Italian foreign minister Luigi Di Maio speaks of the virtues of soft power, the main vessel of Rome’s foreign diplomacy efforts. African nations are in the limelight

On Friday news broke that four hostages had been released by al-Qaeda in Mali. Among them were two Italian missionary priests, father Pier Luigi Maccalli and Nicola Chiacchio, who flied back to Italy that same day.

Italy’s foreign minister Luigi Di Maio welcomed the pair back in Rome and hailed the news with joy on Twitter. He later thanked his ministry’s staffers and the foreign intelligence agency (AISE) for their “silent work” that allowed for the freeing of 7 Italians this year.

The following day, Mr Di Maio gave an interview to the Catholic daily Avvenire. In it, he described the return of kidnapped Italians as a result of Italy’s soft power, or as he put it, “the ability to persuade through non-tangible but fundamental resources such as culture, values, and attitude in dialogue with the other.”

The minister highlighted how effective foreign policy can be conducted at street level through programmes of social development and emancipation, centred on personal relations. Father Maccalli and all the other Italians working in charitable missions around the world contribute to the consolidation of Italy’s soft power, he argued.

These practices are most evident in Africa, said Mr Di Maio. The continent is “close, not only in geographical terms,” and it sits at the centre-stage of Rome’s foreign policy effort. For instance, Italy has been employing the soft power approach to stabilise the Sahel region in recent years.

That effort is carried out not only through voluntary missions, but also through programmes of cooperation “ranging from development to security, from support to a civil society based on universal values such as religious freedom, to migration.”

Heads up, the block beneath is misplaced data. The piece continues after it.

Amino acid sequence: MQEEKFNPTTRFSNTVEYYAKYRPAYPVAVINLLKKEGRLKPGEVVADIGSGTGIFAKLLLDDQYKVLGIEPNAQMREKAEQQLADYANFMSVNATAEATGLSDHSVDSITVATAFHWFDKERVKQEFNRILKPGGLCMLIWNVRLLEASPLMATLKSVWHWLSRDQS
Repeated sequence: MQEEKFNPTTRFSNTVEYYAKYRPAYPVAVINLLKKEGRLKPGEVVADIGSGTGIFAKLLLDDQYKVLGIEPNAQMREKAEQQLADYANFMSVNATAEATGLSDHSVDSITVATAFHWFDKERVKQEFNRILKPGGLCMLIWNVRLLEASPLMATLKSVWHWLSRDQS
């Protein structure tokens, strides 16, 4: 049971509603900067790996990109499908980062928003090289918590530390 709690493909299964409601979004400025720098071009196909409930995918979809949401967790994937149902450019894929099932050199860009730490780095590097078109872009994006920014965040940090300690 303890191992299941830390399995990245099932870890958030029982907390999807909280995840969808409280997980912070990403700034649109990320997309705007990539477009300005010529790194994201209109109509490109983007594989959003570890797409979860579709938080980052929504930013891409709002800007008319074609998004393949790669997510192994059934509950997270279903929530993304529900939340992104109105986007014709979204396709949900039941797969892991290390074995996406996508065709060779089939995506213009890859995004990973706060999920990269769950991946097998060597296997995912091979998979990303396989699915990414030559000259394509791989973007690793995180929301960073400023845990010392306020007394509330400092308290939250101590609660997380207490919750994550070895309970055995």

Such programmes are loosely led by the Italian State. To support this network, Rome has opened embassies in Niger and Burkina Faso in recent years, and it’s currently working to do so in Mali.

The Sahel approach was also outlined in an interview to Mr Di Maio carried out by Formiche.net. In it, he identified the region as a “strategic area for the fight against terrorism and international criminality, other than an effective management of irregular migration.”

Emanuela Del Re, deputy foreign minister, has placed foreign humanitarian cooperation at the front of her agenda. Her trips to Northern Africa and the Middle East in the last months earned her the attention of the US, and Secretary of State Mike Pompeo even visited the Community of Sant’Egidio, a lay Catholic community focussing on social services, in his recent trip to Italy.

The recognition of these efforts on behalf of the US also fostered the conditions for Mr Di Maio’s first travel for the first time to Israel. US-Israeli relations are extremely close at the moment – if the Abraham Accords are anything to go by -, and an American recommendation goes some way toward compensating for the historically fluctuating, have-it-both-ways Italian stance on the Israelo-Palestinian conflict.

If the Covid-19 situation allows for it, Mr Di Maio will travel to Jerusalem on October 29th, Formiche.net understands. The Israeli ambassador to Italy Dror Eydar has announced that he will go along.

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